The Chief Inspector of Police in the United Kingdom, Sir Denis O’Connor has called for an end to the “freebie culture” within the police service and an end also to the “revolving door” that permits police officers to leave their jobs and start working immediately for one of their police forces’ contractors.
A report by Her Majesty’s Inspectorate of Constabulary said that while it found no endemic corruption in the police service, many police forces had become complacent about the risks to their reputation from relationships with the media, businesses and contractors. Just published, the report is worth reading even if you are unconnected with the police but are interested in anti-corruption compliance for your own company or clients.
Sir Denis O’Connor reported that accepting free tickets to sporting events such as the FA Cup Final and Wimbledon Tennis Tournament risked creating the deception that officers had conflicts of interest, which could damage the police service’s reputation in the eyes of the public.
The report, Without Fear Or Favour: A Review Of Police Relationships recognises that the public might wish to show their appreciation for the police (also, we suppose, sometimes possibly the reverse!). The report concludes that among most police officers
“a box of chocolates was seen as entirely acceptable, whereas an invitation to attend a sporting event or pop concert was felt to be unacceptable”.
“we found numerous examples of senior officers accepting hospitality from suppliers and others who are tendering for business…concert and premier sporting tickets were accepted from companies which were tendering for business or have been successful in tender”.
Twenty out of the 43 police forces in England and uidance to help them to decide whether to accept or decline a gift, with 15 placing an acceptable value on gratuities of between £5 and £75. All forces have mechanisms for formally recording hospitality although these were not consistently completed in most cases.
Interestingly, the report does not offer the same guidance as the Government’s guidance which was issued on 30 March 2011 by the Ministry of Justice under the Bribery Act 2010. This suggests that for businesses, ordinary hospitality could continue and would normally be acceptable including tickets to popular sporting events.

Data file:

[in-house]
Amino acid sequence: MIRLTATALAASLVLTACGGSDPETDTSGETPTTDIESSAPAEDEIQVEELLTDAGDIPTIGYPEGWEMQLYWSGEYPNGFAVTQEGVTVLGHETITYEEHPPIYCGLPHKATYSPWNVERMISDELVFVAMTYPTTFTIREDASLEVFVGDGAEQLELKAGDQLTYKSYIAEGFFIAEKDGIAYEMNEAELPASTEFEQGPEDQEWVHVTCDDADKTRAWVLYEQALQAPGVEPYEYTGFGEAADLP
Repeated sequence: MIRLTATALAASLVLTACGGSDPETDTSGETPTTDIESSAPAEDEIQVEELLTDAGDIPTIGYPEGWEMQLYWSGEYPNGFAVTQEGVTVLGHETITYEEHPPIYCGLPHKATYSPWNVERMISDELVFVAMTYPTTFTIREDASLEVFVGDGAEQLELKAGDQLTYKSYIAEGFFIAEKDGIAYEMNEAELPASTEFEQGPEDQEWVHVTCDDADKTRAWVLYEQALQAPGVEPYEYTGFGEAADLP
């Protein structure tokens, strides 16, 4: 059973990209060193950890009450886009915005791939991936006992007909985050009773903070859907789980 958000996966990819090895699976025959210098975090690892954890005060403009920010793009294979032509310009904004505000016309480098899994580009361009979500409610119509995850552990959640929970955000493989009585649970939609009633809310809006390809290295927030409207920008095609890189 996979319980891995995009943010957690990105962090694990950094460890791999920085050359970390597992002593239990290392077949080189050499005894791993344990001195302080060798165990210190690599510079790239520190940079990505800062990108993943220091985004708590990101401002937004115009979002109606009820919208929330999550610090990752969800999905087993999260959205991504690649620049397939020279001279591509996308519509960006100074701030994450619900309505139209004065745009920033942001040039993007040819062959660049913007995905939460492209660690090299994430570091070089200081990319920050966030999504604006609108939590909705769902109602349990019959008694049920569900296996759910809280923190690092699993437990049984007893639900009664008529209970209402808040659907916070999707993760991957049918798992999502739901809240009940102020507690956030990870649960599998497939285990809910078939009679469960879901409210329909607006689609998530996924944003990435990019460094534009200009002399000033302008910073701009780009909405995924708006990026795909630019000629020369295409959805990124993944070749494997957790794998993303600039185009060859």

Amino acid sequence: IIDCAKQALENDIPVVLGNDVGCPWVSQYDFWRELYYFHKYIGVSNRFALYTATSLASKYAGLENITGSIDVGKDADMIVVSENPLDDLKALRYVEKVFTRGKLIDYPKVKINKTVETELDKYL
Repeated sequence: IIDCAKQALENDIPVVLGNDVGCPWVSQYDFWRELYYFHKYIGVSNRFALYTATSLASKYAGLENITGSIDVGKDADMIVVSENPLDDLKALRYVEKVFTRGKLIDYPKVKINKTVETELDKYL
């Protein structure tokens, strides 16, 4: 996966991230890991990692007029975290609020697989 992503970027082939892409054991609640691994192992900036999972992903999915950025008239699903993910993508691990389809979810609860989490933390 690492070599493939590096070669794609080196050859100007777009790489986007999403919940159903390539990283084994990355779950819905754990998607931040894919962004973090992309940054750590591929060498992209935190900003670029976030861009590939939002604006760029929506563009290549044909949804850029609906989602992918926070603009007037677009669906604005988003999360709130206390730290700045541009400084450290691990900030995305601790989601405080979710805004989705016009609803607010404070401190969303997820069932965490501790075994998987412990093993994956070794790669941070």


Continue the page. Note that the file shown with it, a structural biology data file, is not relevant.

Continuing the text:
Whilst some of us may disagree with the Government’s Bribery Act guidance not least because there may be a view that inviting customers to expensive sporting events is of course intended to influence the customer’s decision making processes (whether that influence is improper is of course very much a subjective issue), it should be remembered that the police are not in the same position as ordinary businesses as they are in a very particular position of trust and authority to the community and to the country as a whole. It follows, therefore, that one should not expect the public’s tolerance for the levels of hospitality for police officers to be the same as those people within the commercial sector.
In addition, if individual police officers, by accepting hospitality, undermine the confidence of the public within their particular police force, this naturally has an effect on the public’s perception all police forces around the country, particularly when reported in the media.
It is clear that the police, like employees in commercial organisations all around the world, need to receive much better training and much clearer guidance from their employers as to what is acceptable and what is not in order to avoid the suspicion of corruption. Further, as with ordinary business people, there needs to be proper enforcement of these guidelines against the police themselves, because corruption within organs of the state undermines the very fabric of the state itself and of the society it serves.